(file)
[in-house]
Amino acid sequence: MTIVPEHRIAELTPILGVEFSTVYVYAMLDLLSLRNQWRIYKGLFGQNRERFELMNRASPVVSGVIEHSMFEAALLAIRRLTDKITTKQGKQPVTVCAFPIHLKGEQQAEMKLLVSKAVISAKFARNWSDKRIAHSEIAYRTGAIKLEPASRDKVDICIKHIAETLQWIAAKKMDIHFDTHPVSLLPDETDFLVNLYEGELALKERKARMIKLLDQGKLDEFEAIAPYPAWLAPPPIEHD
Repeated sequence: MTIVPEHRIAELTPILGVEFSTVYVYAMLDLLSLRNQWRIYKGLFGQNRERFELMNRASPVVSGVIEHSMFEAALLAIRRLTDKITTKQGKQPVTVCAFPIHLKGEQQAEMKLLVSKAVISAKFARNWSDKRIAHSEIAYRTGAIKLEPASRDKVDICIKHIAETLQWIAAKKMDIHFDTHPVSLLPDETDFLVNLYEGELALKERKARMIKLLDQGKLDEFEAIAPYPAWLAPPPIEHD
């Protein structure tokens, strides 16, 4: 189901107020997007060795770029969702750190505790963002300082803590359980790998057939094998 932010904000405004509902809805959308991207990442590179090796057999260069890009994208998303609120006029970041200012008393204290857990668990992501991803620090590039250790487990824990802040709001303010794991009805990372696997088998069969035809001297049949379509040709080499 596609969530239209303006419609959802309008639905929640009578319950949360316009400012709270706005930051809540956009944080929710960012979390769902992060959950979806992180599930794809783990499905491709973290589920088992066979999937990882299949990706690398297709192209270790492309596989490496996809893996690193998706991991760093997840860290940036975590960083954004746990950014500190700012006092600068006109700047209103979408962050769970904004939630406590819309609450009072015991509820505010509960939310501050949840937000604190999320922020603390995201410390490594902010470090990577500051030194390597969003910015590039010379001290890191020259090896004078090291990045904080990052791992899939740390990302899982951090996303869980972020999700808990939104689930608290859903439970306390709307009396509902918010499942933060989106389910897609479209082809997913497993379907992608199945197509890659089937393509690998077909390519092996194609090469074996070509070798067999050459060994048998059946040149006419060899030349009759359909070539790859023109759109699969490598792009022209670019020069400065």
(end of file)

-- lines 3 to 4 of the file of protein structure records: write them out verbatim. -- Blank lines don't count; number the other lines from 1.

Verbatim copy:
Repeated sequence: MTIVPEHRIAELTPILGVEFSTVYVYAMLDLLSLRNQWRIYKGLFGQNRERFELMNRASPVVSGVIEHSMFEAALLAIRRLTDKITTKQGKQPVTVCAFPIHLKGEQQAEMKLLVSKAVISAKFARNWSDKRIAHSEIAYRTGAIKLEPASRDKVDICIKHIAETLQWIAAKKMDIHFDTHPVSLLPDETDFLVNLYEGELALKERKARMIKLLDQGKLDEFEAIAPYPAWLAPPPIEHD
């Protein structure tokens, strides 16, 4: 189901107020997007060795770029969702750190505790963002300082803590359980790998057939094998 932010904000405004509902809805959308991207990442590179090796057999260069890009994208998303609120006029970041200012008393204290857990668990992501991803620090590039250790487990824990802040709001303010794991009805990372696997088998069969035809001297049949379509040709080499 596609969530239209303006419609959802309008639905929640009578319950949360316009400012709270706005930051809540956009944080929710960012979390769902992060959950979806992180599930794809783990499905491709973290589920088992066979999937990882299949990706690398297709192209270790492309596989490496996809893996690193998706991991760093997840860290940036975590960083954004746990950014500190700012006092600068006109700047209103979408962050769970904004939630406590819309609450009072015991509820505010509960939310501050949840937000604190999320922020603390995201410390490594902010470090990577500051030194390597969003910015590039010379001290890191020259090896004078090291990045904080990052791992899939740390990302899982951090996303869980972020999700808990939104689930608290859903439970306390709307009396509902918010499942933060989106389910897609479209082809997913497993379907992608199945197509890659089937393509690998077909390519092996194609090469074996070509070798067999050459060994048998059946040149006419060899030349009759359909070539790859023109759109699969490598792009022209670019020069400065």